Second Wind: Taking the Marathon to Sea

21 08 2011

Commercial fishing is a manic endeavor, boots-on-deck busy when we’re in ‘em, and plenty of book devouring downtime when we’re not. “You should post some reviews of what you’re reading,” Cap’n J’s mom urged. Sounded like a good idea. There’s an abundance of beautifully-written Alaskana and nautical tales, genres that might appeal to Hooked’s audience, that I’d like to share with you all. But this inaugural review is devoted to something different, a memoir especially close to my heart.

Second Wind: One Woman’s Midlife Quest to Run Seven Marathons on Seven Continents is summarized thusly: “The story of an unlikely athlete and an unlikely heroine, a woman edging toward midlife who decides to take on a challenge that stretches her way outside of her comfort zone. That challenge presents itself when an old friend suggests she go for a run to distract her from the grief of her recent divorce. Excited by the clarity of mind and breathing space running offers her, she keeps it up — albeit slowly — and she decides to run seven marathons on seven continents; this becomes her vision quest, the thing she turns to during the ups and downs of a new romance and during the hard months and years of redefining herself in the aftermath of the very restrictive, religious-based marriage and life she led up until her divorce.”

Let me be very clear: I am not a runner.  Uneasy with my body and unwilling to exert it in front of others, I was the kid who spent all of middle school forging notes to get out of gym class. If you’d suggested a book about marathons, I’d have shrugged indifferently. Meh… Not my thing. Then I glanced at a reading schedule for the local bookstore last November, and saw that Second Wind was authored by Cami Ostman. Her name jumped off the page, and I made immediate plans to attend the reading.

A decade earlier, Cami and I had worked together in Seattle’s homeless youth scene. I gained a quick admiration for her, a trained therapist who significantly enhanced our services and encircled kids and coworkers alike with compassion. She left the neighborhood a few years before me, leaving a deep absence.

So I went to the reading. It was a packed house, an evening that showcased her gifts: funny, reflective, absolutely present with her audience. I bought a book and stood in the long line for her autograph, figuring that even if I wasn’t into “the running thing,” it was cool to support an old colleague.

Turned out, I couldn’t put Second Wind down. Told with Cami’s signature blend of self-effacing humor and naked honesty, I marveled that the narrative voice was so recognizably that of the woman I’d known. As welcoming in the written word as in person, she shared a journey uniquely hers, yet made it completely relatable – even to a slothful non-runner like me.

There were life parallels I hadn’t considered. “Training for the marathon gives a person the opportunity to learn things about the self that, I would argue, can be learned only through hard physical training. How much pain can you take? Can you tolerate being alone? How long can you entertain your own thoughts and really be with just yourself? How many times can you repeat the same motion with your body, the same mundane activity, and still find value in it?”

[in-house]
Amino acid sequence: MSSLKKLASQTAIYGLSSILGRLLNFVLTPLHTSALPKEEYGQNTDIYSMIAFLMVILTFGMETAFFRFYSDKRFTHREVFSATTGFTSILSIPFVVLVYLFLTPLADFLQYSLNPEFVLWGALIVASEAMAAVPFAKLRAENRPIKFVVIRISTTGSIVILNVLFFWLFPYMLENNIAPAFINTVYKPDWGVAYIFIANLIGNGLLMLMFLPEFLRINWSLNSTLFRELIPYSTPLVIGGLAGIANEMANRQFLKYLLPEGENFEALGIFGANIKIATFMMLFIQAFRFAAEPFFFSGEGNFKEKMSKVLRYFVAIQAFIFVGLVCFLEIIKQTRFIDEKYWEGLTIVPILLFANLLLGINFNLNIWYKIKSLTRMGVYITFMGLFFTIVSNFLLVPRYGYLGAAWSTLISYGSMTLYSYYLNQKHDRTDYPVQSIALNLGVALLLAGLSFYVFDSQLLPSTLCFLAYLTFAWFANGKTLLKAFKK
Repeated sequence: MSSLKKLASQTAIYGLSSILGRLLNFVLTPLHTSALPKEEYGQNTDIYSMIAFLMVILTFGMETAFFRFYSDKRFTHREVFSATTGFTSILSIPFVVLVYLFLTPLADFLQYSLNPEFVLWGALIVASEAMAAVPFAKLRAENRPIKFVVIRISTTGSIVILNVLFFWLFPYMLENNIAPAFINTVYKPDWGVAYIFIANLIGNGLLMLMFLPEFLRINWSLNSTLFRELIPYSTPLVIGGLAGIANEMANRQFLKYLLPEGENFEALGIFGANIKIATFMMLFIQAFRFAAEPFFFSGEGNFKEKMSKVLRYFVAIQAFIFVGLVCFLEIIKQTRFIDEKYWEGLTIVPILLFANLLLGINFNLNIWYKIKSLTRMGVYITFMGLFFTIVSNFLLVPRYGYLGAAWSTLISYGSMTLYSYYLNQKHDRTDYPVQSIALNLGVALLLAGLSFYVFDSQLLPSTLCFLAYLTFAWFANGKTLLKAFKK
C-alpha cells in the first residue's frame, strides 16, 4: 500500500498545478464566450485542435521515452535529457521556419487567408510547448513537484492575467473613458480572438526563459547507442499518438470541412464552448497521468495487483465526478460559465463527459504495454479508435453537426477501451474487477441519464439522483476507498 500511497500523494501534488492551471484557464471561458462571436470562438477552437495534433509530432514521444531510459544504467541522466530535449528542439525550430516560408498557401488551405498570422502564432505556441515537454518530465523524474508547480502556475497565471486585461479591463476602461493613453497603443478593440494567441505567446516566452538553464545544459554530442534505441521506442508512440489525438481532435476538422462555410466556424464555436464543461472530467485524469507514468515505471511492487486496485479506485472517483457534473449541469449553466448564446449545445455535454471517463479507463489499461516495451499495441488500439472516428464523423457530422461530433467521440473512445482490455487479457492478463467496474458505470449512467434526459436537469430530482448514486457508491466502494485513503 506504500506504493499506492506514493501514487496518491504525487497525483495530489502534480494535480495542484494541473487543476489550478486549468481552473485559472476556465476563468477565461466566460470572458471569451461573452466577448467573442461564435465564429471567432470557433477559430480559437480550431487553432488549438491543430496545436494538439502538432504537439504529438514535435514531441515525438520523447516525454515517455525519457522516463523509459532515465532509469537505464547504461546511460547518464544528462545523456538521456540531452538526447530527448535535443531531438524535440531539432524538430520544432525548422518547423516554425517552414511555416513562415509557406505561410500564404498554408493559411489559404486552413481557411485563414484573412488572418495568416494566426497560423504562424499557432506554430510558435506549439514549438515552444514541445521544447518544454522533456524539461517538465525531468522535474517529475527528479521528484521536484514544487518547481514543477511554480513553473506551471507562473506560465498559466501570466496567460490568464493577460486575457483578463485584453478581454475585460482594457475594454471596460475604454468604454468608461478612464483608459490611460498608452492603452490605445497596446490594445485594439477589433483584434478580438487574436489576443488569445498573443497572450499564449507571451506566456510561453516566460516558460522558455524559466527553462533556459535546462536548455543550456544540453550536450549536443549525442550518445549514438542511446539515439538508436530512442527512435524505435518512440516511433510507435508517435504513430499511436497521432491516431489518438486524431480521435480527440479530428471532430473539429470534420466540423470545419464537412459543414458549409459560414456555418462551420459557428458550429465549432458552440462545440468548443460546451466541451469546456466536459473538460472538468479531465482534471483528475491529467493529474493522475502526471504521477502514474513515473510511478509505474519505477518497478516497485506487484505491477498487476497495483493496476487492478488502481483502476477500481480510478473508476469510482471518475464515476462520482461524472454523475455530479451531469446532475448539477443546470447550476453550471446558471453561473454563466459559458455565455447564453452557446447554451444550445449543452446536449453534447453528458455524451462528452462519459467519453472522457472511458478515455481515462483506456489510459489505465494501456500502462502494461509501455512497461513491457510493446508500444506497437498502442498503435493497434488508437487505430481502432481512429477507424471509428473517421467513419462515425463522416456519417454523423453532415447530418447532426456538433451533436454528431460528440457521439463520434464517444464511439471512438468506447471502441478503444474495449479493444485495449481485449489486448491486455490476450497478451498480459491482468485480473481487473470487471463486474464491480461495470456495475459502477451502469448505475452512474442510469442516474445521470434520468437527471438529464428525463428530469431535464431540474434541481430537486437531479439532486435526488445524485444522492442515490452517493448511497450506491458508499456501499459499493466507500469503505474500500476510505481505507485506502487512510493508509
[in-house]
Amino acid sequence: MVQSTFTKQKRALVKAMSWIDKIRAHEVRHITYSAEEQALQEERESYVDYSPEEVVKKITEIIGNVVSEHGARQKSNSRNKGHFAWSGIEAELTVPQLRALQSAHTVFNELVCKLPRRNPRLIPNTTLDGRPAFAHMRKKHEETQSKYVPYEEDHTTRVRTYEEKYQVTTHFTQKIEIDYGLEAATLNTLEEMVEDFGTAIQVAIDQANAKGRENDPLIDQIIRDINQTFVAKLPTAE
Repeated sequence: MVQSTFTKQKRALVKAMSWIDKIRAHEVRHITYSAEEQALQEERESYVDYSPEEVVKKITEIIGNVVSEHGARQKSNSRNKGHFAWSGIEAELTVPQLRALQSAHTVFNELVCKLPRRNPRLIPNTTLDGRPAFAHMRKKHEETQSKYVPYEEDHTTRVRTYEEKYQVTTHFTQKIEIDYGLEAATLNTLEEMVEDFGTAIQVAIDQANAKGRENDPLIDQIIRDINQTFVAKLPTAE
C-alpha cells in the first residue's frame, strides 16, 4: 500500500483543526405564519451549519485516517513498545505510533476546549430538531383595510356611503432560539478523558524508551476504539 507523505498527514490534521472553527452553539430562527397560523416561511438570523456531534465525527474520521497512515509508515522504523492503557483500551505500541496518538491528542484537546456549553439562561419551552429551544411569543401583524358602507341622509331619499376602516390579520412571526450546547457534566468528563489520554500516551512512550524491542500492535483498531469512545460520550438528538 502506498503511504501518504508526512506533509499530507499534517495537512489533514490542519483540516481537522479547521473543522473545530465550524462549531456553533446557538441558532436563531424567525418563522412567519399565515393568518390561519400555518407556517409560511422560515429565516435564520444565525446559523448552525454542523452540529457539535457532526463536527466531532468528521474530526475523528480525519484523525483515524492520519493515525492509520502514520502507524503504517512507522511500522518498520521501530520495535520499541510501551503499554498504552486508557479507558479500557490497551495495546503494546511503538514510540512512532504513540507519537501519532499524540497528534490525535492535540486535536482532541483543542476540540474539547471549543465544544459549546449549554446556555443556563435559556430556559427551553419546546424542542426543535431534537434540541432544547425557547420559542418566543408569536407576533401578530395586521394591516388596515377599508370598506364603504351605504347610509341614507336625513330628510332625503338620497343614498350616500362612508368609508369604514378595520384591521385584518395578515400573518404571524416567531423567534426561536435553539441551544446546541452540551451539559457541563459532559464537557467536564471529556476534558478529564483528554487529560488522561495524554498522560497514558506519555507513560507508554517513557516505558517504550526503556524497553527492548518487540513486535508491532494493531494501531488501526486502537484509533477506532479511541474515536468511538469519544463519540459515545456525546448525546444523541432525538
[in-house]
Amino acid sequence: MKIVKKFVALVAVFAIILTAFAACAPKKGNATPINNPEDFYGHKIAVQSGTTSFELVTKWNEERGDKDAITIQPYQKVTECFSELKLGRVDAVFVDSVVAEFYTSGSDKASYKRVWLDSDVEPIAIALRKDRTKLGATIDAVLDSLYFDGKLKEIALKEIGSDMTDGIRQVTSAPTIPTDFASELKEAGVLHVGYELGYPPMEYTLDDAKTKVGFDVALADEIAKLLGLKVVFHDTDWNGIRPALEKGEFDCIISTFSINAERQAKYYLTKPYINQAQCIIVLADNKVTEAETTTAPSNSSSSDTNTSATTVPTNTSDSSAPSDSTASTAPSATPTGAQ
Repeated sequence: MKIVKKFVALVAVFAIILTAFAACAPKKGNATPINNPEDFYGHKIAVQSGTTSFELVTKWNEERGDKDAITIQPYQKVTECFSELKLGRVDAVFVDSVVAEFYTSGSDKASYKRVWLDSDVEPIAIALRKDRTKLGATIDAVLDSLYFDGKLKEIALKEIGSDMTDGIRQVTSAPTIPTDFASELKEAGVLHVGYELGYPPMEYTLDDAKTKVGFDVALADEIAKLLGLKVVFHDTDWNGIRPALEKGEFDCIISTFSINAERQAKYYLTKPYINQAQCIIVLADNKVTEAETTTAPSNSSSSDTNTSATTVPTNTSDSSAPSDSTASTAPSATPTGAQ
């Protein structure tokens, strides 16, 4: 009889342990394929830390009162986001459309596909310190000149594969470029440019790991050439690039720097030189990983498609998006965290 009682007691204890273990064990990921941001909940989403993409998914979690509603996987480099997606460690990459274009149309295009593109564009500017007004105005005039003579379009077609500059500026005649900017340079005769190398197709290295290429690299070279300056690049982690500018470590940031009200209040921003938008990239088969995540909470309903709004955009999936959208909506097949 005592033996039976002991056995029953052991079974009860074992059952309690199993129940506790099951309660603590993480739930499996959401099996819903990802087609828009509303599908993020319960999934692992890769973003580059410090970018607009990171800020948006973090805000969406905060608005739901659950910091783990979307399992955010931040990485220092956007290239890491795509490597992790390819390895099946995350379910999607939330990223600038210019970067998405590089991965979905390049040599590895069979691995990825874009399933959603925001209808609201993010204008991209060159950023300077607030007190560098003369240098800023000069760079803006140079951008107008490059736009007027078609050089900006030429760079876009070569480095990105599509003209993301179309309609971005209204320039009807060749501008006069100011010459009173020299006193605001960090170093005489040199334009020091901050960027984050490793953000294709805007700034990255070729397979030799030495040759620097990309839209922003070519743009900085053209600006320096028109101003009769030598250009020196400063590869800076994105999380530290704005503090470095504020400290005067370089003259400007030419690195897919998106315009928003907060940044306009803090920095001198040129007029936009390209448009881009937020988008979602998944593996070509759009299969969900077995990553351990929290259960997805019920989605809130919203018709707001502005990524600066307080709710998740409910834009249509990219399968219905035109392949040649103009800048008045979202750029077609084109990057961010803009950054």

These are some of the very questions I’ve posed to aspiring deckhands. It’s no coincidence that boats here boast names like Endurance, Perseverance, Tenacious, Constance. Worn smooth as a tideline pebble by our complete vulnerability to nature’s whimsy and anxious dependence upon our bodies’ continued allegiance, my faith is woven from commercial fishing’s sleep deprived haze. I keep my head down and trudge on to the season’s finish line, carried forth on the conviction that the work will set you free. Not so unlike the faith of the marathon, I learned.

As I found a unique point of connection with Cami’s story, others will, too. Fitness enthusiasts will enjoy the race reports, the struggles and triumphs each marathon presents. Travelers will connect with the global adventures and cross-cultural friendships. Those examining their belief systems will relate to her quest to craft a spiritual identity that empowers, rather than restricts, personal growth.

Cami wrote, “ These pages hold not only tales of the races and the travels, but stories of inspiring, interesting people around our globe. I hope that once you are done reading, you will want to take a look at the ‘shoulds’ that may hold you captive and that wherever you have gotten stuck in your life, you will see a way to break free and find your second wind.”

And that’s precisely the lasting gift I got from Second Wind. In awe of my friend’s courage to re-create herself, then expose that vulnerable journey on paper for others to learn from, I thought of the years I’d surrendered, too frozen by fear, self-doubt, and laziness to write the stories that were increasingly insistent about being shared.

Beyond a book recommendation, this is a post of gratitude. Thank you, Cami, for your story, and for being such a powerful mentor and advocate of mine. I wouldn’t have had the courage or commitment to finally dive into this blog or the memoir without your example and unyielding encouragement.

(You can find Second Wind through your local bookseller, and learn more about Cami Ostman’s continuing adventures through her blog,


%d bloggers like this: